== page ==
Posted on April 12th, 2020
Most prolific drum corps percussion writer Jack Pratt passed away April 6
John S. “Jack” Pratt, one of the most prolific percussion writers in the drum and bugle corps community, passed away early Monday, April 6 2020 from advanced stages of Alzheimer’s disease. He had also undergone triple-bypass heart surgery in December 2000.
Because of the effects of the current corona virus pandemic, family members are not certain when a memorial mass or funeral can be held. He was born on January 13, 1931 in Seneca Falls, New York.
He was inducted into the World Drum Corps Hall of Fame in 1990. He was also a member of the Percussive Arts Society (PAS) Hall of Fame and an honorary member of Canadian Associates Drumming Rudimental Excellence (CADRE).
While still in high school in the late 1940s, he marched beside Hall of Fame drum instructor Norm Peth in the Geneva Appleknockers’ big drum line including four snares, four tenors, two bass drums and two cymbals. After graduating from high school, he enlisted in the Army.
He began serving as rudimental drum instructor of field music with the U.S. Military Academy band at West Point in 1959, retiring in 1969 after a 20-year military career. He was one of the first to urge the use of large drum lines, paving the way to modern percussion sections of 30 or more members that began to appear on the contest field by the late 1960s. As an exponent of large drum lines, he urged that the level of difficulty not be reduced and that various performance factors not be sacrificed.
In the late 1950s, he submitted a large instruction book to various publishers. Belwin Inc., a New York publishing firm, asked him to divide it into three separate books, which became 14 Modern Contest Solos, Ancient Rudimental Snare and Bass Drum Solos, and 128 Rudimental Street Beats. About a year later, Belwin published another book: 26 Standard American Drum Rudiments and their variations. Over the following 50-plus years he wrote hundreds of drum solos and many other books.
He taught the Interstatesmen in the 1960s, when he introduced the rudimental bass drum to the drum corps community, as part of his unique concept of percussion voicing. “He expanded the horizon of rudimental drumming by extending rudiments over the barline and using deceptive cadences”, said Robin Engelman, a fellow PAS Hall of Fame member. “The swing and musicality of his solos changed the course of rudimental writing and performance.”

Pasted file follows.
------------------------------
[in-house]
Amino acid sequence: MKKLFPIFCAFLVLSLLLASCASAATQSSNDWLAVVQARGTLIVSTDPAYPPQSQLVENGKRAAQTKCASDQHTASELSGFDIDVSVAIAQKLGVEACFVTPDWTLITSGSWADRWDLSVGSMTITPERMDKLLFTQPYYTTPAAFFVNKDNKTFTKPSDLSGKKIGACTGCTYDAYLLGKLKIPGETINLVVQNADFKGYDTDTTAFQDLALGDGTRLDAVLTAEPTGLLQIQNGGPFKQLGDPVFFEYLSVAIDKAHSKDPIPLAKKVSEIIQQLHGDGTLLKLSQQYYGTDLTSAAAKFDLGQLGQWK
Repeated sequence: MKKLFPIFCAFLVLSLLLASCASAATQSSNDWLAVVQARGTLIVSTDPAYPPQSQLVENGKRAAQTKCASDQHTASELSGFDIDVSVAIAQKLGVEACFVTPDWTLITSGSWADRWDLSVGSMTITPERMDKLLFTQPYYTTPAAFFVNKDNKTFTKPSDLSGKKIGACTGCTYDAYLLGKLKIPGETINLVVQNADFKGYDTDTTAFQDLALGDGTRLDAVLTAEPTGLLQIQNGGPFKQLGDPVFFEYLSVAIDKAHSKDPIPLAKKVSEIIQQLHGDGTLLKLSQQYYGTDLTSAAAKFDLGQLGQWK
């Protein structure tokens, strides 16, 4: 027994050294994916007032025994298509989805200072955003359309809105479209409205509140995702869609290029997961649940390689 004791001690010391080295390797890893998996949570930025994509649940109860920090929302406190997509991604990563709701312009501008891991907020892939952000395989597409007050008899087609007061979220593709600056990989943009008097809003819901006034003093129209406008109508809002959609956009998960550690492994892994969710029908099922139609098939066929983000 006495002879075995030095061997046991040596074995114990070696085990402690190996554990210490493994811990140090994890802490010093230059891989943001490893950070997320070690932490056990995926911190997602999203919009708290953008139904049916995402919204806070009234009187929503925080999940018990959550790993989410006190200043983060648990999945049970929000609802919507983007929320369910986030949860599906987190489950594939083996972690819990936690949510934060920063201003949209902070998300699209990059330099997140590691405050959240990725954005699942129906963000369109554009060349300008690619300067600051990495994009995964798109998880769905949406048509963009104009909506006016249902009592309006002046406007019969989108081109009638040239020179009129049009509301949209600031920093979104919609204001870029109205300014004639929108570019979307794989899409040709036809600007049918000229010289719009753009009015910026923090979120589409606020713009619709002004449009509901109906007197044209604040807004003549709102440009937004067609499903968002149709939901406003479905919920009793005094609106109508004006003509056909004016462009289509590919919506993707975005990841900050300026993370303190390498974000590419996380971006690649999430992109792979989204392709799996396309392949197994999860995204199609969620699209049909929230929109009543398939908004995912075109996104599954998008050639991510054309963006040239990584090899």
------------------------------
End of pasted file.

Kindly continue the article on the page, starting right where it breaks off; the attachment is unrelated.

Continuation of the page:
He was associated with a number of other corps, including Geneva Appleknockers, Troop 12 Indians, Kingsmen, Lakers, Criterions, Hawthorne Caballeros, King’s Regiment, Doremus Post, Crimson Kings Tri-County Cavaliers, Rochester Grey Knights, Ambassadors. During his ten years with the Caballeros, the corps won three American Legion Championships, in 1974, 1975 and 1980, and Drum Corps Associates (DCA) Championships in 1972, 1973, 1974 and 1976.
He began to judge drum and bugle corps contests in the late 1950s, serving as an adjudicator for the New York chapter of the All American Drum and Bugle Corps and Band Association and also with the New Jersey chapter of the Metropolitan All-American Association.
During his military career, he went to college at night and received an Associate in Arts degree from Orange County Community College in Middletown, New York. He then transferred his credits to Fairleigh Dickinson University in Teaneck, New Jersey and graduated summa cum laude with a degree in English. He began a second career as an English teacher at Hackensack High School in New Jersey, which lasted for 25 years until he retired in 1995.
In addition to writing hundreds of drum solos, he was a published poet, the author of an acclaimed thesis on the poetry of John Keats and enthusiastic promoter of the art of rudimental drumming,
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